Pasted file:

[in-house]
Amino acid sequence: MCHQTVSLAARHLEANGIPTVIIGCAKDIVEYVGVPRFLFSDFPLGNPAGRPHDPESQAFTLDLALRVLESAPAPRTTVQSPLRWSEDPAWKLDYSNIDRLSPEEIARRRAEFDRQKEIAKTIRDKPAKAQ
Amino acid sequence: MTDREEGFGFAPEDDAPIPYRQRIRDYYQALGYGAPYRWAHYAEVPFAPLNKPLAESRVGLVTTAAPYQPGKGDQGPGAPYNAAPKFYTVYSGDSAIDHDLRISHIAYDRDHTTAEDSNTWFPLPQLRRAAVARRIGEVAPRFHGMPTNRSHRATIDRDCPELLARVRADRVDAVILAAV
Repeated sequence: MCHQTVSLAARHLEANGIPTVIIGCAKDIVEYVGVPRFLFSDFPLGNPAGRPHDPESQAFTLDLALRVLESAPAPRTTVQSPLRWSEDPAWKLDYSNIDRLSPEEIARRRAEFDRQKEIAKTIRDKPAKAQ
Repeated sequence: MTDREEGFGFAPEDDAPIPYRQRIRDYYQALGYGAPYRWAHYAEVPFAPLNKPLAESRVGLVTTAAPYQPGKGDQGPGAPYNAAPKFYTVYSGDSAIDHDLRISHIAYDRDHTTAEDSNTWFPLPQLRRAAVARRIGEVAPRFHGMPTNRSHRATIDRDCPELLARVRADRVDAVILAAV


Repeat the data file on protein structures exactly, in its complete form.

[in-house]
Amino acid sequence: MCHQTVSLAARHLEANGIPTVIIGCAKDIVEYVGVPRFLFSDFPLGNPAGRPHDPESQAFTLDLALRVLESAPAPRTTVQSPLRWSEDPAWKLDYSNIDRLSPEEIARRRAEFDRQKEIAKTIRDKPAKAQ
Amino acid sequence: MTDREEGFGFAPEDDAPIPYRQRIRDYYQALGYGAPYRWAHYAEVPFAPLNKPLAESRVGLVTTAAPYQPGKGDQGPGAPYNAAPKFYTVYSGDSAIDHDLRISHIAYDRDHTTAEDSNTWFPLPQLRRAAVARRIGEVAPRFHGMPTNRSHRATIDRDCPELLARVRADRVDAVILAAV
Repeated sequence: MCHQTVSLAARHLEANGIPTVIIGCAKDIVEYVGVPRFLFSDFPLGNPAGRPHDPESQAFTLDLALRVLESAPAPRTTVQSPLRWSEDPAWKLDYSNIDRLSPEEIARRRAEFDRQKEIAKTIRDKPAKAQ
Repeated sequence: MTDREEGFGFAPEDDAPIPYRQRIRDYYQALGYGAPYRWAHYAEVPFAPLNKPLAESRVGLVTTAAPYQPGKGDQGPGAPYNAAPKFYTVYSGDSAIDHDLRISHIAYDRDHTTAEDSNTWFPLPQLRRAAVARRIGEVAPRFHGMPTNRSHRATIDRDCPELLARVRADRVDAVILAAV